Ubuntu took part in the Google Code-in contest as a mentoring organization last December and January. Google Code-In is a contest for 13–17 year old pre-university students who want to learn more about and get involved with open source. With the help of mentors from all participating organizations, the students completed tasks that had been set up by the organization. In the end, both sides win; the students are introduced to the open source communities (and if they win they get a prize trip and many other benefits) and the mentoring organizations get work done.
The contest itself ended in January 2016, and in June it was time for the grand prize winner’s trip to San Francisco, where I represented Ubuntu as a mentor side. I’m sure you are waiting to hear more, so let’s go!
Meet & Greet
On Sunday evening, the trip started with a more or less informal Meet & Greet event, where mentors could have the chance to meet the winners for their organization and the other way around. To recap, the winners for the Ubuntu organization are Matthew Allen from Australia and Daniyaal Rasheed from the United States. Congratulations! They, along with the other winners and many more contestants did great work during the contest and I’m eagerly waiting to see more contributions from then in the future!
The event was indeed a great way to start the trip and let people socialize and get to know each other. The winners were also presented with the first surprise; a Nexus phone for everybody (along with other swag given to the students and mentors)!
Heading into the new week and first whole day together in San Francisco, we took some buses from the hotel to the Google campus. After the breakfast, we had some talks by mentors and the award ceremony with Chris DiBona, the director of open source in Google – or quoting the man himself, the “special”. Without further ado, here’s a few photos taken from the ceremony by the lovely Jeremy Allison (thanks!).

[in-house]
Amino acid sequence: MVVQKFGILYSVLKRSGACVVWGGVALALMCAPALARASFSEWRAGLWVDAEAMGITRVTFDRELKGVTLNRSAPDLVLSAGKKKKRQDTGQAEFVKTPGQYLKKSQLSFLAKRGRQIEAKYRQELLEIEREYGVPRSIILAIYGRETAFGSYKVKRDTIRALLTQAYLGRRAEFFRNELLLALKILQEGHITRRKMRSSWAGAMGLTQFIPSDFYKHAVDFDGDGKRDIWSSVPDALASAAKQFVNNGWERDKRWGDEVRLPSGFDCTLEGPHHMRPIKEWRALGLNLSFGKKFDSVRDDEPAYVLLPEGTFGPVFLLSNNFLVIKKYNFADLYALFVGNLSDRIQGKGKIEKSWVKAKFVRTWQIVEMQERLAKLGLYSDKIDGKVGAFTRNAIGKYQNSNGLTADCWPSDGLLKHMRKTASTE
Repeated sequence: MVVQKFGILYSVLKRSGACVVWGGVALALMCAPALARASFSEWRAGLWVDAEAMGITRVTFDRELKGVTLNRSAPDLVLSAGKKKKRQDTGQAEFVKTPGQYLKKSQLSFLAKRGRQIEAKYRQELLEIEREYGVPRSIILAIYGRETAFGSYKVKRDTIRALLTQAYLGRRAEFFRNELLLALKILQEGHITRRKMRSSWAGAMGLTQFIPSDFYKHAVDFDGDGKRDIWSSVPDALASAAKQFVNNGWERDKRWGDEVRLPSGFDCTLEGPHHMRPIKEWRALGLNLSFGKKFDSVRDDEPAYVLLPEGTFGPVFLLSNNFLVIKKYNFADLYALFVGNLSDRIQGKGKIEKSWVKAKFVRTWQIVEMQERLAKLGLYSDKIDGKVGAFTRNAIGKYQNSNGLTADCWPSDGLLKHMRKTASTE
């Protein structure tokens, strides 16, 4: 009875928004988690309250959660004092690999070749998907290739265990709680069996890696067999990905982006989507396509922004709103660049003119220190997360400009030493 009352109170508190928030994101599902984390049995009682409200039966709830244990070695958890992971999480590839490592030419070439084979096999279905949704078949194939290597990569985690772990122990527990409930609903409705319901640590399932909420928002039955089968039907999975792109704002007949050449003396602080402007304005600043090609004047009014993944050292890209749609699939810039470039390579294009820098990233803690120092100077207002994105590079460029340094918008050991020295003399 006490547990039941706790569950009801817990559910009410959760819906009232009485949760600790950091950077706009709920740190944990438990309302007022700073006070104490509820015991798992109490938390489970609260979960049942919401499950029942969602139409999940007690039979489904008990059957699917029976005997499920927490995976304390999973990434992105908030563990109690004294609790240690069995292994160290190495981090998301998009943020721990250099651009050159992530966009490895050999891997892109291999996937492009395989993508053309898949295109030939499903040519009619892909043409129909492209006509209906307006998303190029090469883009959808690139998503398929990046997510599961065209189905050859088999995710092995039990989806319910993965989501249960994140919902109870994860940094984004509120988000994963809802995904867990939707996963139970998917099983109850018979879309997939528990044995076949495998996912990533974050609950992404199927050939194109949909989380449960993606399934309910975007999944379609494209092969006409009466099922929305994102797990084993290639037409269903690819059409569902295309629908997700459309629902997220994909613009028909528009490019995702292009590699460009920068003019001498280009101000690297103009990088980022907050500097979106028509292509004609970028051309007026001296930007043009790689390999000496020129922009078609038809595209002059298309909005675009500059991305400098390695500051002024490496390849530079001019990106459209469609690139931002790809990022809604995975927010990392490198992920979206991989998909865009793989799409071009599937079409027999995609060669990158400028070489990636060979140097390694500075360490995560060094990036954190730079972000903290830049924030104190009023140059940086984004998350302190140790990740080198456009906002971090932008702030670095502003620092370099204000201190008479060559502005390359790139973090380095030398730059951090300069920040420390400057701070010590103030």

After the ceremonies, it was lunchtime. During lunch, students not from the US were hooked up with Googlers from their own home country – cool! Following lunch, we heard a bunch of talks from Googlers, some organization presentations by mentors and visited the Google Store (where all the winners got a gift card to spend on more Google swag) as well as the visitor centre.
Finally after dinner the buses headed back to the hotel for everybody to get some rest and prepare for the next day…
San Francisco activities
Tuesday was the fun day in San Francisco! In the morning, winners had two options: either a Segway Tour around the city or a visit to the Exploratorium science museum. I believe everybody had a nice time and nobody riding the Segways got seriously hurt either.
After getting everybody back together, it was time for some lunch again. We had lunch near the Ghirardelli Square and it was the perfect opportunity to get some nice dessert in ice cream and/or chocolate form for those who wanted it.
When we had finished all the eating, it was time to head for the Golden Gate bridge and surrounding areas (or hotel if you wanted some rest). Some of us walked the bridge (some even all the way to the other side and back), some around the parks nearby, guided by the local Googlers. It was definitely a sunny and windy day at the bridge at least!
After all these activities had been done and being rejoined by the people resting at the hotel, the whole group headed for an evening on a yacht! On the yacht we had a delicious dinner and drinks as well as lot of good discussions. Jeremy was on fire again with his cameras and he got some nice shots, including a mentors-only photo!
On Wednesday, our last day together, we walked to the Google office in San Francisco. After a wonderful breakfast we were up to more talks by Googlers, the last presentations by mentors, of course some more Google swag, lunch at the terrace, mini-tours inside the office, cake, chocolate, more candies and sweets etc.
Most importantly, the winners, mentors and parents alike had the last chance to get some discussions going before most people headed back home or other places to continue their journey.
I think it’s a great idea to involve young people to open source communities and get some work done. This contest is not only a contest. It isn’t only about contestants potentially being applied to a great university or an internship at Google later. It also isn’t only about the organizations getting work done by other people.
It’s a great way to get like-minded people communicate with each other, starting from a young age.
It can help young people who might not be socially the most extrovert to find something they like doing.
It can potentially make more open source careers possible through the passion that these young people have.
Whether Ubuntu will apply to be a mentor organization next time depends much on the volunteers. If there are enough mentors who are willing to do the work – figuring out what tasks are suitable for the contestants, registering them and helping the contestants work their way through them – then I don’t see why Ubuntu would not be signing up again.
Personally, I can highly recommend applying again. It’s been a great ride. Thank you everybody, you know who you are!
François Revol (Haiku mentor) – a series of blog articles about the trip with even more details